Arthyve asked artist Sarah Gjertson to explore the Park County Local History Archives and the Isaac S. Smith Collection for this installation "From Touch I Learned" on display at Leon Gallery in Denver through Oct. 29, 2017.

(Courtesy Arthyve)

As the Denver metro grows, a new nonprofit called Arthyve wants to capture parts of Colorado's culture before they're torn down or forgotten.

Jessie de la Cruz is an art archivist at Denver's Clyfford Still Museum. She says she sees limitations when it comes to whose work is represented in archives, and who has access. So de la Cruz channeled that awareness and her experience into a side project that's part activism, art and archive.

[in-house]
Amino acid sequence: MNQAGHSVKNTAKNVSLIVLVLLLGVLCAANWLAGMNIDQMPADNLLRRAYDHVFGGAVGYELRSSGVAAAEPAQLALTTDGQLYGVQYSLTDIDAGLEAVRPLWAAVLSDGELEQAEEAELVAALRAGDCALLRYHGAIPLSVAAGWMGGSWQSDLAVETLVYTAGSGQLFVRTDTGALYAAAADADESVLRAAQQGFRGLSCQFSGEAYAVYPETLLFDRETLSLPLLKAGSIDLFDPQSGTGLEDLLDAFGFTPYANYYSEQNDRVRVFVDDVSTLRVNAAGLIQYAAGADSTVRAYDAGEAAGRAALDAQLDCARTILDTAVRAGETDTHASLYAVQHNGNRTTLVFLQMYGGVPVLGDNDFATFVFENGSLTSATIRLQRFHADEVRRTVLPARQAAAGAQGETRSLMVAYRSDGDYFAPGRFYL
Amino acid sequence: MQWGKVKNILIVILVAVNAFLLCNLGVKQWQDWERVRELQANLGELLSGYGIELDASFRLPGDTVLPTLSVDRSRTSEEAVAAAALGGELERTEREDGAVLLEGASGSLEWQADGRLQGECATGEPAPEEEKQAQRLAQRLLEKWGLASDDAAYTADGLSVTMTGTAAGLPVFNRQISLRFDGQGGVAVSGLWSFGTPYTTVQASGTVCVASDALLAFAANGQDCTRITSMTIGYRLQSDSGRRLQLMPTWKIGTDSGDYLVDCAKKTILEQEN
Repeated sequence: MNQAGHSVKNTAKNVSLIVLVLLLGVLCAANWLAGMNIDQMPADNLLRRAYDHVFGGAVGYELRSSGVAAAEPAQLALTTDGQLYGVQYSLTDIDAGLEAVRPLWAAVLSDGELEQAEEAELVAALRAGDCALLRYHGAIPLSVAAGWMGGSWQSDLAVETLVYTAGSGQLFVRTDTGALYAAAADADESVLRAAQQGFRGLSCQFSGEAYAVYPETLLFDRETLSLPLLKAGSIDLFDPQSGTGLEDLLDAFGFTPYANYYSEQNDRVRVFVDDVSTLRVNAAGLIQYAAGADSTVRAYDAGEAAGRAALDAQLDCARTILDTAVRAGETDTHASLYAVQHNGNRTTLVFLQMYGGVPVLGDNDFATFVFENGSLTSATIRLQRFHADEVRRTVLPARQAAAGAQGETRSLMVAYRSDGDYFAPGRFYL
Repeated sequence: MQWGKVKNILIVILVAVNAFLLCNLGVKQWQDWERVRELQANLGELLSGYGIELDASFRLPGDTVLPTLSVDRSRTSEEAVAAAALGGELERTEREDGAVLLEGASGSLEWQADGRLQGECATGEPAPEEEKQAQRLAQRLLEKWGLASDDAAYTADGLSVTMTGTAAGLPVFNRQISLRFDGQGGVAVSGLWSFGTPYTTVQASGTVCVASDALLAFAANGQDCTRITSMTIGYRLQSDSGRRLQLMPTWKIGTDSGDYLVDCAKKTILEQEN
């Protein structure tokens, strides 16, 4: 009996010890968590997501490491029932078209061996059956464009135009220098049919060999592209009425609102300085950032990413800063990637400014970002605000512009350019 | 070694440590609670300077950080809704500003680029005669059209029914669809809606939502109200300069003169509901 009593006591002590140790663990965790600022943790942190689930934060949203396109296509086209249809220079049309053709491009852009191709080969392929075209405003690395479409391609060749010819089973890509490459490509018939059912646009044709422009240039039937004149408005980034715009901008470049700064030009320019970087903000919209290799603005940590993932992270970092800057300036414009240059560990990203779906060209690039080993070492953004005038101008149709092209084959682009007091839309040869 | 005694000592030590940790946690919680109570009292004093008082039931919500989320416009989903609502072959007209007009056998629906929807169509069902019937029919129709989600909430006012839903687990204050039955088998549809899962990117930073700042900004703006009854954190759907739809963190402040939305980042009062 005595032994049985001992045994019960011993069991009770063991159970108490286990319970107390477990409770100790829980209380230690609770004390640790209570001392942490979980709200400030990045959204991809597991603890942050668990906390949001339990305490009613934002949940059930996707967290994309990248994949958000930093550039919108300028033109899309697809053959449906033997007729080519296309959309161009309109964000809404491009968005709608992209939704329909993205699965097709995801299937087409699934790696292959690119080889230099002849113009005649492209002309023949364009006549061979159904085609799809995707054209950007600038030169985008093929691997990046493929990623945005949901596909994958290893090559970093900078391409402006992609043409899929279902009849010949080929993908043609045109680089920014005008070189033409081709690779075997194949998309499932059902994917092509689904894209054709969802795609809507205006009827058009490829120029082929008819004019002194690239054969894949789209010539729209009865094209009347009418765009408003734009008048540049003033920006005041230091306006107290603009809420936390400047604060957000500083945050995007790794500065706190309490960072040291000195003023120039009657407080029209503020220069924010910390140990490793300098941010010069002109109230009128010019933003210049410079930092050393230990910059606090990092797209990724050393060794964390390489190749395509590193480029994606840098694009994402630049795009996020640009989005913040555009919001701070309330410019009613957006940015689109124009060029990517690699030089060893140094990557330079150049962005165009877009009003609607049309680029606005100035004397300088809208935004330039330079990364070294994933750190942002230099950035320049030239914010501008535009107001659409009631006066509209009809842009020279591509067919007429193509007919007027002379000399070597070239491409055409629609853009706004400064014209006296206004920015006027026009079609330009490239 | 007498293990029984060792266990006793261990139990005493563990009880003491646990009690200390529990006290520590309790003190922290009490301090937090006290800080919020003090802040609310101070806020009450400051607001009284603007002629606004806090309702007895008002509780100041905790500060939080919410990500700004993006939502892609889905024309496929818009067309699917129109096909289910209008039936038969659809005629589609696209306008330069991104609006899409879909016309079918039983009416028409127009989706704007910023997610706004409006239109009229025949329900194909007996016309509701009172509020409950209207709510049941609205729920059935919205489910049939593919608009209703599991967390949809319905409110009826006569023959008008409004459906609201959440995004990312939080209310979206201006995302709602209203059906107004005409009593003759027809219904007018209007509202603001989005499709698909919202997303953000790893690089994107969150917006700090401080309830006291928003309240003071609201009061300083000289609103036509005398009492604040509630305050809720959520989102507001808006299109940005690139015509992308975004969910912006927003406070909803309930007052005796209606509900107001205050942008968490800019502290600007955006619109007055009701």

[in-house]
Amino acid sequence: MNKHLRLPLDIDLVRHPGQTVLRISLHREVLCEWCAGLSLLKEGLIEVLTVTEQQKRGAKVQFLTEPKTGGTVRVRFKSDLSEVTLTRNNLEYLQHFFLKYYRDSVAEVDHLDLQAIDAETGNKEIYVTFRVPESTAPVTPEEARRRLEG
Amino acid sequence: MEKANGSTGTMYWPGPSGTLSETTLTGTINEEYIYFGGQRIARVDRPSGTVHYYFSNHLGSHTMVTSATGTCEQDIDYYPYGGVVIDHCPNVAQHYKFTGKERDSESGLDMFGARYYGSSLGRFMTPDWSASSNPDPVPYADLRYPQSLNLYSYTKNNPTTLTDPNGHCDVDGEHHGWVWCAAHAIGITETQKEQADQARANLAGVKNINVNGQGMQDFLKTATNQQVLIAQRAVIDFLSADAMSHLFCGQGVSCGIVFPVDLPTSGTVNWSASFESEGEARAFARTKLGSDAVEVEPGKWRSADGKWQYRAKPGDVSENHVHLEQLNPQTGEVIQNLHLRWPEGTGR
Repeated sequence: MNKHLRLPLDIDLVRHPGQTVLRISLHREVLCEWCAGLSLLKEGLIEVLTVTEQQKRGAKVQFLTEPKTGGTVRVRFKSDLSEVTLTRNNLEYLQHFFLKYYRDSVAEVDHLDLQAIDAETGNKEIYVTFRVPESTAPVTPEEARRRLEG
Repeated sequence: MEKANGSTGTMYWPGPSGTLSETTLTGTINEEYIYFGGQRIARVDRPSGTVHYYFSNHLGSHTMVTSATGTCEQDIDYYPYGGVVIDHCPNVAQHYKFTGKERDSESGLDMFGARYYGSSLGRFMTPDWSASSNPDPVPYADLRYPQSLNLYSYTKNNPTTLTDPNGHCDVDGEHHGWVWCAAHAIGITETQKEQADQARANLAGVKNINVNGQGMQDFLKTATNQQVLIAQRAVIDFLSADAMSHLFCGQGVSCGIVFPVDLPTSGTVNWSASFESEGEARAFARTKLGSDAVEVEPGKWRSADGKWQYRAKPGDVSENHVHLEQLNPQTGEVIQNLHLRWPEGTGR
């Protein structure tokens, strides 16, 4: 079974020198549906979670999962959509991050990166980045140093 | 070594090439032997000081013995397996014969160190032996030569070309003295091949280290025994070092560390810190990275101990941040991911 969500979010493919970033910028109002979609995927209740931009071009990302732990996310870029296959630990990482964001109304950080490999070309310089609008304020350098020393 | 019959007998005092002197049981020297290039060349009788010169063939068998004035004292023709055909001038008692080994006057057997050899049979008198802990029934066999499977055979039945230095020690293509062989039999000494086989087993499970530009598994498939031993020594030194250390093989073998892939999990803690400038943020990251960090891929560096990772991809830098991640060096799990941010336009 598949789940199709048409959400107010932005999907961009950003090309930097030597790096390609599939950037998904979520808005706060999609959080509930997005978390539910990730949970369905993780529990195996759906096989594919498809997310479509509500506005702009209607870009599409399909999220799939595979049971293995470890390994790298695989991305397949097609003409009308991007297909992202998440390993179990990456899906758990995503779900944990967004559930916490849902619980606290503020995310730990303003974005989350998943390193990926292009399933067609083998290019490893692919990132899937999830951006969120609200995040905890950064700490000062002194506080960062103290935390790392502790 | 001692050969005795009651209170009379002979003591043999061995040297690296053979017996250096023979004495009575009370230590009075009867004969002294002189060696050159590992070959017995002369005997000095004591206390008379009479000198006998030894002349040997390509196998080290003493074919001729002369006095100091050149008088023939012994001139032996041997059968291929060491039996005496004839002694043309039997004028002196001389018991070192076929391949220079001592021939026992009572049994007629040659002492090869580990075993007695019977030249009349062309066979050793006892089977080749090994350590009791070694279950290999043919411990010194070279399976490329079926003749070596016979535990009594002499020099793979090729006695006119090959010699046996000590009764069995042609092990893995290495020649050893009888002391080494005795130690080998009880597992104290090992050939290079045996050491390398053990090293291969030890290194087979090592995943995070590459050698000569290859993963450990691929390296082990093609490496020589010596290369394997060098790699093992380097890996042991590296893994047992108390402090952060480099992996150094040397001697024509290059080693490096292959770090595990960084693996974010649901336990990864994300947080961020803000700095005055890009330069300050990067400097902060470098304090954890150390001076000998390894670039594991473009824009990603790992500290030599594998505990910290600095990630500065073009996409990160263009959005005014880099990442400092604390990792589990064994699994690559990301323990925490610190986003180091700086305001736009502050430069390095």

"Archives are kind of these repositories of power in many ways," she says. "I started questioning that power dynamic and which stories get omitted."

Jessie de la Cruz is an art archivist for the Clyfford Still Museum in Denver.

(Photo: CPR/Brad Turner)

Arthyve aims to highlight the importance of archiving and make the process more open for the public. The group will host workshops and help Colorado artists create time capsules that eventually will be housed in a permanent space.

De la Cruz tells Colorado Matters that she recently commissioned eight local artists to explore area archives and create art inspired by those experiences. The results range from poetry and music to photography collage.

The project culminates with an exhibition and a symposium titled "Archives as Muse" at Leon Gallery in Denver Wednesday night. The exhibition runs through October 29.